col RAEDI salutes IBM Rochester for 50 years of innovation\
By Mark E. Utz
Fifty years ago, Rochester Area Economic Development Inc.'s predecessor, Industrial Opportunities Inc., initiated a $200,000 fundraising campaign to bring new industry to Rochester.
It was a success. On July 31, 1956, a groundbreaking ceremony was held for an $8 million plant, comprising 400,000 square feet of floor space, built on a 397-acre site near Route 52, which at the time was two miles northwest of Rochester!
By 1958, the site employed 1,500 people to manufacture simple and standard electronic accounting machines. Today, IBM has 4,400 employees in Rochester. The site has grown to the size of 76 football fields on a 480-acre campus comprising 36 buildings, 3.5 million square feet and eight miles of corridor. It remains today the largest IBM facility in the world under one contiguous roof.
Since IBM began in Rochester, its employees have been a group of talented and dedicated individuals, breaking ground in technology. From numeric collators to the world's fastest supercomputer (Blue Gene/L), IBM Rochester has gone from sorting punch cards at a rate of four per second to performing calculations at a rate of 280 trillion operations per second.
; IBM Rochester has consistently been recognized as one of IBM's highest performing centers in relation to its productivity, low cost development, and profit margin contributions. This success was acknowledged by President George H. Bush, who in 1990 presented IBM Rochester with the Malcolm Baldrige National Quality Award, the highest award in the United States for quality and achievement. This was a milestone and a first for any IBM location.
In the early 1990s, IBM faced a worldwide slowdown of business. IBM Rochester made fundamental changes, and while painful, emerged by redirecting their work force to develop value for its global customers. These fundamental changes in the creation of value to customers remain case studies today in business schools around the globe.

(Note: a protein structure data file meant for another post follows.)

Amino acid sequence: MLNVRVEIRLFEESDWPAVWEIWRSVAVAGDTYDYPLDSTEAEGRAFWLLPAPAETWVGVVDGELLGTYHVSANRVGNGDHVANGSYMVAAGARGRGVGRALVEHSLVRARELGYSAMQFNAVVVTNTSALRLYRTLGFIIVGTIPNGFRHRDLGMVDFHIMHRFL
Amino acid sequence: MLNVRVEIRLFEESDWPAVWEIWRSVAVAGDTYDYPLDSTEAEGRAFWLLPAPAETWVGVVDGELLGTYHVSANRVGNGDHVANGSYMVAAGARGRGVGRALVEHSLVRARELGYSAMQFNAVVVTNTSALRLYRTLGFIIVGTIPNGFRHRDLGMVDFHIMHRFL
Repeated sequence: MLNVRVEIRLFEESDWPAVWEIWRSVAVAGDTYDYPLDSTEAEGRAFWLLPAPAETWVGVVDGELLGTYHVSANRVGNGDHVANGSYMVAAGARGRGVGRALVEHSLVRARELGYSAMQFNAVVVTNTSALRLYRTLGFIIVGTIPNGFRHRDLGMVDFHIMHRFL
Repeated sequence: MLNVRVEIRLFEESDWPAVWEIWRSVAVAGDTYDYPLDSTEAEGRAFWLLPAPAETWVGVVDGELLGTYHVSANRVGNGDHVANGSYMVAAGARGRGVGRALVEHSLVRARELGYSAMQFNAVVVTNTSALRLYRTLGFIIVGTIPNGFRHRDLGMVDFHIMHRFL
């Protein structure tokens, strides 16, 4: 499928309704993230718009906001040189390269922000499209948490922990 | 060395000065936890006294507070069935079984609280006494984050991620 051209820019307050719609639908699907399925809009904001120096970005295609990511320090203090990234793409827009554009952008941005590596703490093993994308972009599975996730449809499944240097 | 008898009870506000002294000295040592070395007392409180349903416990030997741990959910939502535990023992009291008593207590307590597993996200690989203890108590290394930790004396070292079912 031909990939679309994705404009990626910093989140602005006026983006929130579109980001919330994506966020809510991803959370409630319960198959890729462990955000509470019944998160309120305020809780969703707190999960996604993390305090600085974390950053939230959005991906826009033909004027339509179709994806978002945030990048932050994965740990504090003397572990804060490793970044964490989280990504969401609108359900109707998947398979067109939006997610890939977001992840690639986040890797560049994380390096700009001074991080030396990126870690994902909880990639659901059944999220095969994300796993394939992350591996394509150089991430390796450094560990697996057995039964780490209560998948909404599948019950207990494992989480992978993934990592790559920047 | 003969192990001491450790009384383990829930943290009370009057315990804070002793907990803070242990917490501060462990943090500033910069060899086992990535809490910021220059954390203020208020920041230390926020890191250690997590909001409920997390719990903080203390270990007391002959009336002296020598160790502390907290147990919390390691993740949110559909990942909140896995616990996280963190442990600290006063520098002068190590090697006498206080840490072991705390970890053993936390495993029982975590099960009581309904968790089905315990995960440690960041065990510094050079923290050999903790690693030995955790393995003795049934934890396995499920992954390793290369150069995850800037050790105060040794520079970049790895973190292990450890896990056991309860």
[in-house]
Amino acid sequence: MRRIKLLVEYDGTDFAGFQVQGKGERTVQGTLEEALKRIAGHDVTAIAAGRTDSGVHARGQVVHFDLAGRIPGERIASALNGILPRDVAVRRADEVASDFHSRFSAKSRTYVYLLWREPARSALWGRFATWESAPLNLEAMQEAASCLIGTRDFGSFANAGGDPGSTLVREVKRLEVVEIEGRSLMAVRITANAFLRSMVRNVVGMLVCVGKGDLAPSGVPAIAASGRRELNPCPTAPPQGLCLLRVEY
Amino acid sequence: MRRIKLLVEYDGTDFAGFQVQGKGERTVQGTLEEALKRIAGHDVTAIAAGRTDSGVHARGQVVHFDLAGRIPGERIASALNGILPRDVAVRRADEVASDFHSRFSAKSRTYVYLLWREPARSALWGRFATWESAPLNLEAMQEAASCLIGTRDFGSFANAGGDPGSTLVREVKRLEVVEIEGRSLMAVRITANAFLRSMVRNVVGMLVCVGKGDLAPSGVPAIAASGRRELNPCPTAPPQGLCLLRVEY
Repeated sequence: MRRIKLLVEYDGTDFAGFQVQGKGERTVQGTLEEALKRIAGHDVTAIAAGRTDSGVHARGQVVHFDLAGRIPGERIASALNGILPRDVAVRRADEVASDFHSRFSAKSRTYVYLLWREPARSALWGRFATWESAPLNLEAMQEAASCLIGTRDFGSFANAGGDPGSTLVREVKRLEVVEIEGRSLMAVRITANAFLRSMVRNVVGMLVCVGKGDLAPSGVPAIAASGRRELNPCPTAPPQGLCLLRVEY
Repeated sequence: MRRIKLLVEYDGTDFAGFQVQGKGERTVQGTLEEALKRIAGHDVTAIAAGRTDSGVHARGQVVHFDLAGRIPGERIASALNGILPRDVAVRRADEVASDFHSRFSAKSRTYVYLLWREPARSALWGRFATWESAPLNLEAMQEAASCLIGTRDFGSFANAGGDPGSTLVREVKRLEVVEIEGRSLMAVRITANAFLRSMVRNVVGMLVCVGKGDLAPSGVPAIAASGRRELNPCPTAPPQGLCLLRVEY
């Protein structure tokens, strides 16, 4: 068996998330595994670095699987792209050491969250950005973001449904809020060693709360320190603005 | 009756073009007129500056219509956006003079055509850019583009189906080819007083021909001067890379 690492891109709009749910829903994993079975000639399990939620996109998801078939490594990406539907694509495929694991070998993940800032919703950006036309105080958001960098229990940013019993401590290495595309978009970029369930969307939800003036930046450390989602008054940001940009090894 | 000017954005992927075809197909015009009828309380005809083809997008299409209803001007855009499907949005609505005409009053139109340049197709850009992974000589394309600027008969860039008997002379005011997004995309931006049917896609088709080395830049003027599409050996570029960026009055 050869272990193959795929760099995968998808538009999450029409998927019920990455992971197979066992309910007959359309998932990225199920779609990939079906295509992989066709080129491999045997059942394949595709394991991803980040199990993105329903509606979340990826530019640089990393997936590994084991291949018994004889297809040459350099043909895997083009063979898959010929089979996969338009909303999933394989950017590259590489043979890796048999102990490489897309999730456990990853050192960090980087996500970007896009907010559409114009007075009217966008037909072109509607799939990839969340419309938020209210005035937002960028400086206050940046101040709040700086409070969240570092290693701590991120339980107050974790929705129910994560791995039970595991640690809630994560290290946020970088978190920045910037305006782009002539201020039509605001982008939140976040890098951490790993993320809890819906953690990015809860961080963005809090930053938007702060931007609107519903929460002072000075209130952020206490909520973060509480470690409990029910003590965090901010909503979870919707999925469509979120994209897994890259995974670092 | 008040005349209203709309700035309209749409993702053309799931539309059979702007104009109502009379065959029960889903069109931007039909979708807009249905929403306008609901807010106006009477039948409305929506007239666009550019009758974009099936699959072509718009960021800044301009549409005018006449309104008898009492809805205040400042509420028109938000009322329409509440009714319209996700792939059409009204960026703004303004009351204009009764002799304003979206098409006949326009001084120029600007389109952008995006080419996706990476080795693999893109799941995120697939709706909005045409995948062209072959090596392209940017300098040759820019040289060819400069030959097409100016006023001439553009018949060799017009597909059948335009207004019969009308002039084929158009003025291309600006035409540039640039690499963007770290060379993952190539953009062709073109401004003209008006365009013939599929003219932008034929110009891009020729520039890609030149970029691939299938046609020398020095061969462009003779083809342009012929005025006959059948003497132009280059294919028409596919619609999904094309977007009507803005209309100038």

IBM Rochester has a keen ability to identify and anticipate the challenges in the global marketplace and inspire its work force to compete against foreign competition. One example was the formation of IBM Rochester's Customer Solution Center, is a single source to develop, manufacture, configure, and ship customized solutions. Also, the Rochester manufacturing organization, Integrated Supply Chain, innovates and delivers efficient solutions to manufacture IBM's System i mid-range systems and System p UNIX-based systems, retail self-checkout systems, and high speed printers.
Today, Rochester can boast it's home to both the world's fastest supercomputer and the world's fastest printer. Developed and manufactured in Rochester, the Blue Gene/L supercomputer remains the fastest in the world. Blue Gene can handle unprecedented amounts of data through thousands of microprocessors that give it the capability to perform complex computations in the area of life sciences, scientific research and financial and climate modeling.
Finally, we wish to commend IBM Rochester employees for their charitable contributions to our community dating back to the late 1950s. This past year alone IBM Rochester employees contributed more than $1.5 million to an annual campaign.
IBM Rochester plays an important role in improving K-12 education and has benefited thousands of area students through volunteerism in the classroom, gifts of technology, and employee participation in IBM e-mentoring programs and technology camps. Last year, IBM Rochester volunteers helped area schools and nonprofits by contributing 113,000 volunteer hours valued at $1.8 million of in-kind support, in addition to $750,000 of technology grants made to the same organizations. We embrace IBM's current program for encouraging the development of math, science, and technology curriculums and hope they continue these efforts for years to come.
Lastly, just as Industrial Opportunities Inc. celebrated the IBM Rochester ground breaking 50 years ago, Rochester Area Economic Development Inc. celebrates with IBM Rochester today for 50 years of continually adapting to meet challenges of an ever-changing global marketplace. We salute IBM Rochester employees and their recognition that their future relies not only on developing and manufacturing the systems on which businesses, governments, and organizations operate today, but on continuing to work to find innovations that will make a difference in the world.
Thank you for the significant contribution you have provided our community during your "50 Years of Innovation."
Mark E. Utz is president of the Rochester Area of Economic Development Inc. and is a local attorney.